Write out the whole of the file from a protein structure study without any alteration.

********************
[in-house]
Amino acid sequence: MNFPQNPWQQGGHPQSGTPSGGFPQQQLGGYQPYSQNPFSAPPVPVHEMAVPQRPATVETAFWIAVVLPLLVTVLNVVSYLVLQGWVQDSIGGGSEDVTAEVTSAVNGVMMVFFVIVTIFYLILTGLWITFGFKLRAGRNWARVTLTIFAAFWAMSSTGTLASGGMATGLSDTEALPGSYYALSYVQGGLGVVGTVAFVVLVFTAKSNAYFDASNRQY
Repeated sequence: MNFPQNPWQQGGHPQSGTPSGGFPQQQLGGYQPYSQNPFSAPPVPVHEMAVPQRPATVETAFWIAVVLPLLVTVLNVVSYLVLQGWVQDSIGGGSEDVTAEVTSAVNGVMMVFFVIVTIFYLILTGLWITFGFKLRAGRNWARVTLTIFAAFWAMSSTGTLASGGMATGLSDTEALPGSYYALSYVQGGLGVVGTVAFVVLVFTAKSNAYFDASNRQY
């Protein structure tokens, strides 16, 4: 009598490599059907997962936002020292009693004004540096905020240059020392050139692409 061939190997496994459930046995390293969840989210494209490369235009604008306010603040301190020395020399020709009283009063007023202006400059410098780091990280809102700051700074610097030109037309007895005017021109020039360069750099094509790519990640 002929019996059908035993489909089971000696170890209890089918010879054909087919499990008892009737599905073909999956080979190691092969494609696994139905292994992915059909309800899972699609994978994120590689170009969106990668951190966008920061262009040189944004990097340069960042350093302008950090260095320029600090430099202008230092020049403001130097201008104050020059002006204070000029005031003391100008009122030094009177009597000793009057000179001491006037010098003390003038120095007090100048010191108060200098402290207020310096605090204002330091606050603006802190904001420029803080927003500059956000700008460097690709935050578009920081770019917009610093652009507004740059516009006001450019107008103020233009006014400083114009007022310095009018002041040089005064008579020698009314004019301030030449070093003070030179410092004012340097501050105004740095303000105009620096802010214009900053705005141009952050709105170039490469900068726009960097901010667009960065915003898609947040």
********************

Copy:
[in-house]
Amino acid sequence: MNFPQNPWQQGGHPQSGTPSGGFPQQQLGGYQPYSQNPFSAPPVPVHEMAVPQRPATVETAFWIAVVLPLLVTVLNVVSYLVLQGWVQDSIGGGSEDVTAEVTSAVNGVMMVFFVIVTIFYLILTGLWITFGFKLRAGRNWARVTLTIFAAFWAMSSTGTLASGGMATGLSDTEALPGSYYALSYVQGGLGVVGTVAFVVLVFTAKSNAYFDASNRQY
Repeated sequence: MNFPQNPWQQGGHPQSGTPSGGFPQQQLGGYQPYSQNPFSAPPVPVHEMAVPQRPATVETAFWIAVVLPLLVTVLNVVSYLVLQGWVQDSIGGGSEDVTAEVTSAVNGVMMVFFVIVTIFYLILTGLWITFGFKLRAGRNWARVTLTIFAAFWAMSSTGTLASGGMATGLSDTEALPGSYYALSYVQGGLGVVGTVAFVVLVFTAKSNAYFDASNRQY
């Protein structure tokens, strides 16, 4: 009598490599059907997962936002020292009693004004540096905020240059020392050139692409 061939190997496994459930046995390293969840989210494209490369235009604008306010603040301190020395020399020709009283009063007023202006400059410098780091990280809102700051700074610097030109037309007895005017021109020039360069750099094509790519990640 002929019996059908035993489909089971000696170890209890089918010879054909087919499990008892009737599905073909999956080979190691092969494609696994139905292994992915059909309800899972699609994978994120590689170009969106990668951190966008920061262009040189944004990097340069960042350093302008950090260095320029600090430099202008230092020049403001130097201008104050020059002006204070000029005031003391100008009122030094009177009597000793009057000179001491006037010098003390003038120095007090100048010191108060200098402290207020310096605090204002330091606050603006802190904001420029803080927003500059956000700008460097690709935050578009920081770019917009610093652009507004740059516009006001450019107008103020233009006014400083114009007022310095009018002041040089005064008579020698009314004019301030030449070093003070030179410092004012340097501050105004740095303000105009620096802010214009900053705005141009952050709105170039490469900068726009960097901010667009960065915003898609947040």